Thursday, February 11, 2016

Thursday, February 11, 2016

Thursday, February 11, 2016    Our Father who art in heaven   

Which of you fathers, if your son asks for a fish, will give him a snake instead? Or if he asks for an egg, will give him a scorpion? If you then, though you are evil, know how to give good gifts to your children, how much more will your Father in heaven give the Holy Spirit to those who ask him Luke 11:11-13  

By using rhetorical questions to characterize the kindness of human fathers, Jesus heightens the contrast between the earthly parents and God the Father, whose goodness is infinite. The gift of the Holy Spirit is the best gift of all.  The Holy Spirit dwells in the elect, who have become believers, as in His temple (FC SD XI 73) Jesus concludes this teaching by urging us to ask for that which God wants to give. [1]

A basic question, as it pertains to pray, is this, how should we pray? How ought we to pray? We pray in the name of our Lord Jesus. We pray confidently. We pray with faith in Him as our Savior and our Redeemer. We pray according to God’s revealed will. Such is the manner of Jesus’ prayer to His heavenly Father. In the garden, Jesus prayed, “Father, if You are willing, remove this cup from me. Nevertheless, not My will, but Yours be done.”-Luke 22:42 The leper came to Jesus, kneeling before Him said, “Lord, if You will, You can make me clean.” Thus, to pray is to speak to our Father confidently and faithfully as He directs us from His Word. John reminds us whenever we approach our Heavenly Father in faith He is willing to hear us and to act. “This is the confidence that we have toward Him, that if we ask anything according to His will He hears us.” – 1 John 5:14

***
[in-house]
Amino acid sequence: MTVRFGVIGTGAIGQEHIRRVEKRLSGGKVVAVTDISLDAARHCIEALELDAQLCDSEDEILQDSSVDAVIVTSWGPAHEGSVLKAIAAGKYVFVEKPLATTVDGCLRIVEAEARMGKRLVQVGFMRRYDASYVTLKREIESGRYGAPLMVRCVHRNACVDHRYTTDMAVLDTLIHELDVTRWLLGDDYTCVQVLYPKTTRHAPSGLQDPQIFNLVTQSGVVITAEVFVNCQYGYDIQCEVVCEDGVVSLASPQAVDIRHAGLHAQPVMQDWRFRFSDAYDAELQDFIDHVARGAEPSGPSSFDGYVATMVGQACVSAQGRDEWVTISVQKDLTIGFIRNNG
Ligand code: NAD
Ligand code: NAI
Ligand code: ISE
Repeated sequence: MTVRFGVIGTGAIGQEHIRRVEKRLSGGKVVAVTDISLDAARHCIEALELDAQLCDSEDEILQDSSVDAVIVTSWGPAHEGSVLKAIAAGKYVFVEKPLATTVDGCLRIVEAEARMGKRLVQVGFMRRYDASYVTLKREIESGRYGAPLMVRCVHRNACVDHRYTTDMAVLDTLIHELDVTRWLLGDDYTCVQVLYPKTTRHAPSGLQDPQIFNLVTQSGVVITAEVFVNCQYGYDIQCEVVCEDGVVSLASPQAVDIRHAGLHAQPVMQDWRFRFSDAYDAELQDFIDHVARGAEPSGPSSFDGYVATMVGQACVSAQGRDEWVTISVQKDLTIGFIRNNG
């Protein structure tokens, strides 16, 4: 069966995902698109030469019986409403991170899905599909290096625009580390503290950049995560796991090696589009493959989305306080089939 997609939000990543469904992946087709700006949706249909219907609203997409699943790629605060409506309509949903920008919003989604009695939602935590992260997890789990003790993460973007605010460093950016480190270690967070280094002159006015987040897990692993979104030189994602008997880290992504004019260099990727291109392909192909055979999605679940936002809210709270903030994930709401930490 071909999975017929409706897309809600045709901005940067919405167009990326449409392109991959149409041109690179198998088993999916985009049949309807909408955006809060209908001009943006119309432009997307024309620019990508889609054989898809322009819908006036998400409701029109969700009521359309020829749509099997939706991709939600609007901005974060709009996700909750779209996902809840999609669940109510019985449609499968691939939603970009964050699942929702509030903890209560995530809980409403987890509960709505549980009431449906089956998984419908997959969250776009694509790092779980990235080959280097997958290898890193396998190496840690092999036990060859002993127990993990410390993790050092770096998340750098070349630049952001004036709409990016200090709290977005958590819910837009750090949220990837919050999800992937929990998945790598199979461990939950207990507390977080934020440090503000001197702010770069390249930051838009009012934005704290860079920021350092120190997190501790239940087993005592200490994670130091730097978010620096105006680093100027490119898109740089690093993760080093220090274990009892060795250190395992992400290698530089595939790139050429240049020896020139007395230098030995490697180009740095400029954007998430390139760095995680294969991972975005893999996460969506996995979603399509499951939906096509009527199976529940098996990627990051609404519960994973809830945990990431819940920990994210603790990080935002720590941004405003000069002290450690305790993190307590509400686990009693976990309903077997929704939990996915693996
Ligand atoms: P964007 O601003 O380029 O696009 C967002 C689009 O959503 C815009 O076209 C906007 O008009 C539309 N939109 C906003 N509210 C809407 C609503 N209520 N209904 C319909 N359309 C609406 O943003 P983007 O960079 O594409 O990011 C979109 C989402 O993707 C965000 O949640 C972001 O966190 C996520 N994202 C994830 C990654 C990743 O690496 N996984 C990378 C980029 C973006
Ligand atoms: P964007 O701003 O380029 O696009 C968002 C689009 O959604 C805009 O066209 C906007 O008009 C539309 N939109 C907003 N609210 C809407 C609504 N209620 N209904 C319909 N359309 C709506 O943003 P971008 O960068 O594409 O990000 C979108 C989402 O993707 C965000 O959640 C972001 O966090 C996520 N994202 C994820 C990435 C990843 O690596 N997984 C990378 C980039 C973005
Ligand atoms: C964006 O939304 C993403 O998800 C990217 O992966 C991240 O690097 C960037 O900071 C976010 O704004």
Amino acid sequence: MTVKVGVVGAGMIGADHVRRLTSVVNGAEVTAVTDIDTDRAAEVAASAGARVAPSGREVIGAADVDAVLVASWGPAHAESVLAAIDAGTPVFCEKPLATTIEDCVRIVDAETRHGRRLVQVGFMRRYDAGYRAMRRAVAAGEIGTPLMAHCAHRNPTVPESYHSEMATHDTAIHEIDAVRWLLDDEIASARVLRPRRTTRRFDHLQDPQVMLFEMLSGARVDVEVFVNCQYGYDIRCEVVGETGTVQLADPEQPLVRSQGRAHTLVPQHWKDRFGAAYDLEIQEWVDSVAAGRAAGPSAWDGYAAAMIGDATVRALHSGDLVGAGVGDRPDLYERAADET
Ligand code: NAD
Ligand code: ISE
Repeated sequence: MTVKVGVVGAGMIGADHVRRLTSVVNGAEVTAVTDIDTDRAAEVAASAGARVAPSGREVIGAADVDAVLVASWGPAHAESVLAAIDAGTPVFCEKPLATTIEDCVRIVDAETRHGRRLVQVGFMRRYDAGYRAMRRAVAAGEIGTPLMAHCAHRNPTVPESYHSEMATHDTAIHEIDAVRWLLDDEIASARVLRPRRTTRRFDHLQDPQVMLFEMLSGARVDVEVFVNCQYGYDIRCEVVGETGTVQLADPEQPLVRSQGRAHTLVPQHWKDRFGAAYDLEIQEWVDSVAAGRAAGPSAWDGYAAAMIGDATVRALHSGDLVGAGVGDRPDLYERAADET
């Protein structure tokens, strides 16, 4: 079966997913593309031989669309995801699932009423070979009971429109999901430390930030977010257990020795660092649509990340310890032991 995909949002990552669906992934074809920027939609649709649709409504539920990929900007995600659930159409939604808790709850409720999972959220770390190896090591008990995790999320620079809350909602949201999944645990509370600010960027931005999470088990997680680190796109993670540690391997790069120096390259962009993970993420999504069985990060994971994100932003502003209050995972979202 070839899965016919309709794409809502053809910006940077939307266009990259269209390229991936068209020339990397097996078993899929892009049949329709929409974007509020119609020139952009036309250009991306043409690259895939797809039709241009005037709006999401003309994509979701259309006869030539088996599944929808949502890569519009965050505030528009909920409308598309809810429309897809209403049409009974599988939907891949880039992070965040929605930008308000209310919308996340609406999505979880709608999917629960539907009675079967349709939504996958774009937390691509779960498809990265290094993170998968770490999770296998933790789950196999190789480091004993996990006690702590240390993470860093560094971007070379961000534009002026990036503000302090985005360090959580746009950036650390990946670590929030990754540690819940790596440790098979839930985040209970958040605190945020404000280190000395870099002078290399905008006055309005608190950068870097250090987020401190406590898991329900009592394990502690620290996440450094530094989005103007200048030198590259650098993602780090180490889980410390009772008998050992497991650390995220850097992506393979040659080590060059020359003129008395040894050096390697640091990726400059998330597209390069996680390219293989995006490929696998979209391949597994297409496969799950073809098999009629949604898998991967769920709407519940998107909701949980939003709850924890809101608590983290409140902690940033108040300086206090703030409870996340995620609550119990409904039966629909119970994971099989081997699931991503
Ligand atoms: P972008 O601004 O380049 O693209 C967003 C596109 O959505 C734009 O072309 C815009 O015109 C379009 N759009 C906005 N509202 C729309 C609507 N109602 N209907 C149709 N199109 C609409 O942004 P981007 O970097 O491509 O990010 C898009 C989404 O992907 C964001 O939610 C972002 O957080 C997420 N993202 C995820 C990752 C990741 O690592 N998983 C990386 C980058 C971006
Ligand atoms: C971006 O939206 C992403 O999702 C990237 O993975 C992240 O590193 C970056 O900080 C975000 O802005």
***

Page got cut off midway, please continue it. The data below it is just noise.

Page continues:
Direct us, O Lord, in all our doings with your most gracious favor, and further us with your continual help; that in all our works begun continued, and ended in you, we may glorify your holy Name, and, finally, by your mercy, obtain everlasting life, through Jesus Christ our Lord, who lives and reigns with you and the Holy Spirit, one God, for ever and ever. Amen.[2]

[1] The Lutheran Study Bible, © 2009 Concordia Publishing House St. Louis, MO Pg.1736
[2] Collect for Thursday after Ash Wednesday,

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